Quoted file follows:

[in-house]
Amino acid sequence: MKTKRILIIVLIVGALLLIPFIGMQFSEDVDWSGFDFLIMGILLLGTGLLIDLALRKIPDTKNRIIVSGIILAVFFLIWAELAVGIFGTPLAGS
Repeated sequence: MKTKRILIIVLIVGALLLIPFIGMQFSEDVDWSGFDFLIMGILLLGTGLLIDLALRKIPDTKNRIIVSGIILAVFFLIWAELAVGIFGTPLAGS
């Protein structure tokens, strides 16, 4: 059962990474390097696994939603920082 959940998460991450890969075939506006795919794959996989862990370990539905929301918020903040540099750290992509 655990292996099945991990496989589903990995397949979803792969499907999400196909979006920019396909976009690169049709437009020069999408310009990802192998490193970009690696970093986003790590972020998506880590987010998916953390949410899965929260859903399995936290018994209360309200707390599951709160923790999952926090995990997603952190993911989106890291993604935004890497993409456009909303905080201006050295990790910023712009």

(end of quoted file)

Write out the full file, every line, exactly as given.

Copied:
[in-house]
Amino acid sequence: MKTKRILIIVLIVGALLLIPFIGMQFSEDVDWSGFDFLIMGILLLGTGLLIDLALRKIPDTKNRIIVSGIILAVFFLIWAELAVGIFGTPLAGS
Repeated sequence: MKTKRILIIVLIVGALLLIPFIGMQFSEDVDWSGFDFLIMGILLLGTGLLIDLALRKIPDTKNRIIVSGIILAVFFLIWAELAVGIFGTPLAGS
């Protein structure tokens, strides 16, 4: 059962990474390097696994939603920082 959940998460991450890969075939506006795919794959996989862990370990539905929301918020903040540099750290992509 655990292996099945991990496989589903990995397949979803792969499907999400196909979006920019396909976009690169049709437009020069999408310009990802192998490193970009690696970093986003790590972020998506880590987010998916953390949410899965929260859903399995936290018994209360309200707390599951709160923790999952926090995990997603952190993911989106890291993604935004890497993409456009909303905080201006050295990790910023712009």